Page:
Grabsky also films some great orchestras and ensembles across Europe and North America: the Salzburg Camerata with Sir Roger Norrington, the Vienna Symphony with Fabio Luisi, the Endellion String Quartet, Claudio Abbado conducting the Mahler Chamber Orchestra in a production of Fidelio. These interviews and performances are often intriguing in themselves. I could watch the French pianist Helene Grimaud talk for hours about Beethoven – or the weather. Some of them are quite poetic: talking about a passage in the 4th Symphony, the Italian conductor Gianandrea Noseda says the allegro is like “the opening of a bottle of champagne”.
What becomes clear in Grabsky’s elegant film is that Beethoven shares many characteristics with some of our own doomed and recently departed musical geniuses. We know he contemplated suicide, but decided he had too much music to get written. That shows a great degree of courage, as well as hubris. As good as the film is, Beethoven remains mysterious. He refuses to roll over, so to speak.
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Leigh Paatsch, Herald Sun
Dispensing with all the cliched claptrap and generalisations that inevitably plague movies like this, Grabsky successfully reassesses and revitalises the imposing reputation of his subject.�
Simply by staying sensible, and sticking to the facts.
The prim narration of actor Juliet Stephenson draws liberally from the composer’s own correspondence.�
Elsewhere, the film throws open the doors and invites in a wide diversity of opinions and reflections from a cavalcade of experts, boffins and plonkers.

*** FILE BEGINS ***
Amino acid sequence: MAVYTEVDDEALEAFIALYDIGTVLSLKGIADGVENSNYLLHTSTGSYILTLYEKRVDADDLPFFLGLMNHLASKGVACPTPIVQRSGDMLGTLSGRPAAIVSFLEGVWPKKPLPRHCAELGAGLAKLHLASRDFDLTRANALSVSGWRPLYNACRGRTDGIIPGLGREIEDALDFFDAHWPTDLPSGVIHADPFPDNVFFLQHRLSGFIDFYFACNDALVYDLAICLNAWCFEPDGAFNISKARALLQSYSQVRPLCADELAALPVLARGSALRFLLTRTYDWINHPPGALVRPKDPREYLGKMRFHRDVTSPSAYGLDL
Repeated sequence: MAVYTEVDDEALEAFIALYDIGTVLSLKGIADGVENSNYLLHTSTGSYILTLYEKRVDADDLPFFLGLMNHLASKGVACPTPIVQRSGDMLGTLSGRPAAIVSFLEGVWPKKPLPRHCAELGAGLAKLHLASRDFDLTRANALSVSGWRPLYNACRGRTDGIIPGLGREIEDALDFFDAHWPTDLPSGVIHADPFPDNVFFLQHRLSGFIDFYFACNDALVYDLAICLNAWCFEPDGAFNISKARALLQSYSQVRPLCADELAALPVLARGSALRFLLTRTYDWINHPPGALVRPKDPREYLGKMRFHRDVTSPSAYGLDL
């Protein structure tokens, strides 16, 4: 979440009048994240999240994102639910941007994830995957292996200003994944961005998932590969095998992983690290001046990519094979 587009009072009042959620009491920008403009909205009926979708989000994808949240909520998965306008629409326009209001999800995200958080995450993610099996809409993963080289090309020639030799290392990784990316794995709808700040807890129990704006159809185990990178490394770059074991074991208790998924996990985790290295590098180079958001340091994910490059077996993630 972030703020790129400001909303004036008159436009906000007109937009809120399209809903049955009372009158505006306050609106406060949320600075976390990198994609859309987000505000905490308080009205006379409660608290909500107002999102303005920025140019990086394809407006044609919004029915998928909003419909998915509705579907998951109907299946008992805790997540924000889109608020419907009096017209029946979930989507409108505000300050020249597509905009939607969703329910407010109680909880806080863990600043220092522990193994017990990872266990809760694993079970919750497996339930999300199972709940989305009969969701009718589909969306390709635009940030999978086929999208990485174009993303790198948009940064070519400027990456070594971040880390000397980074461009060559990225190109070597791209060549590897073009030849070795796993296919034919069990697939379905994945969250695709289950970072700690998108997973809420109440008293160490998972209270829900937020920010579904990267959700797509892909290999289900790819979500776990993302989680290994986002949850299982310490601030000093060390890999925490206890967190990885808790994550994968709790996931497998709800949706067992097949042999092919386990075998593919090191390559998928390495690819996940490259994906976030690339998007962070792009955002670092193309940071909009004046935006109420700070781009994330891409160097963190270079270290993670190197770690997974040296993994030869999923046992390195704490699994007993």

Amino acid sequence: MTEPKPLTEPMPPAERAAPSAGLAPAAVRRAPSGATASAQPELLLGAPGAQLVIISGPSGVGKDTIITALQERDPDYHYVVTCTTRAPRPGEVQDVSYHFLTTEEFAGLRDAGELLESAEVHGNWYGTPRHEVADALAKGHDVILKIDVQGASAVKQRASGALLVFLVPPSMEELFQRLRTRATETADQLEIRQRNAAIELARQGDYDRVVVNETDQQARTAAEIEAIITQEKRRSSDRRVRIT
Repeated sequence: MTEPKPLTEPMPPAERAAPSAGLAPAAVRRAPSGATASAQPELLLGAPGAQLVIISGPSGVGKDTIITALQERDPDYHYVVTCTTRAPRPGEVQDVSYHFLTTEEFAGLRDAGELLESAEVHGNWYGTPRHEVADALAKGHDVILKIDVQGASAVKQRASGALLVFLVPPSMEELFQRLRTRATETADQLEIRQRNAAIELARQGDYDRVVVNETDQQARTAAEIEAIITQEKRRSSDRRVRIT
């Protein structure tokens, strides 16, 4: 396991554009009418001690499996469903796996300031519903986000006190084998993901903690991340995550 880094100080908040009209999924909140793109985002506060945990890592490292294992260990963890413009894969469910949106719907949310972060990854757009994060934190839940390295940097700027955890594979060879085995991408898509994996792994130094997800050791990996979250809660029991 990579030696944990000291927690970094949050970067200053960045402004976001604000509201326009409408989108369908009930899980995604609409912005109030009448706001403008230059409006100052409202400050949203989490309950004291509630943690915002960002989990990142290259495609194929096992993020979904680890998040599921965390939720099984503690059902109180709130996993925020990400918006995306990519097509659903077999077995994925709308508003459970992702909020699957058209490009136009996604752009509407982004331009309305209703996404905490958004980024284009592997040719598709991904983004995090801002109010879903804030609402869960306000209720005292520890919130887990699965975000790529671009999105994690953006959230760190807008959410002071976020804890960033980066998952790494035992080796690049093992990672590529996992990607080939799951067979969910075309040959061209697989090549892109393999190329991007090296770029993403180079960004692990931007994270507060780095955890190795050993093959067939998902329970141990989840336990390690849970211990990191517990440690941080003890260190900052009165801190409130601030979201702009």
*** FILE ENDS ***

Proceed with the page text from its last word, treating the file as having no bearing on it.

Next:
They all know their stuff, and better still, they all know how to express themselves in a way that allows the music of Beethoven to come alive in a whole new way.
As the film proceeds, novice viewers will also get a fascinating overview of how Beethoven’s unusual blend of gut instinct and unorthodox work techniques set him apart from his strait-laced contemporaries.
The musical performances through the film are exemplary, concluding with a brilliant rendition of the timeless Ninth Symphony by conductor Franz Bruggen and the Orchestra of the Eighteenth Century.
Louise Keller, Urban Cinefile
If like me, you adore the music of Beethoven, you will be enthralled by this fabulous and insightful doco that humanises the man behind the genius. It’s an encore performance from British director Phil Grabsky, whose 2006 film about Mozart follows a similar structure. A filmmaker specialising in the visual arts, Grabsky makes sure we don’t get bogged down by forensic facts: historic information is in perfect harmony with the music. Performances from 55 world acclaimed artists are indeed highlights, but it’s the context in which they are presented that makes the film worthy of a standing ovation.
There is so much that can be said about his music. There are passages that are dramatic and explosive, like his famous 5th Symphony (with its four confident opening notes – pah-pah-pah-pah), or others that are restrained, melodic and so beautiful in an ethereal way, we are moved to tears.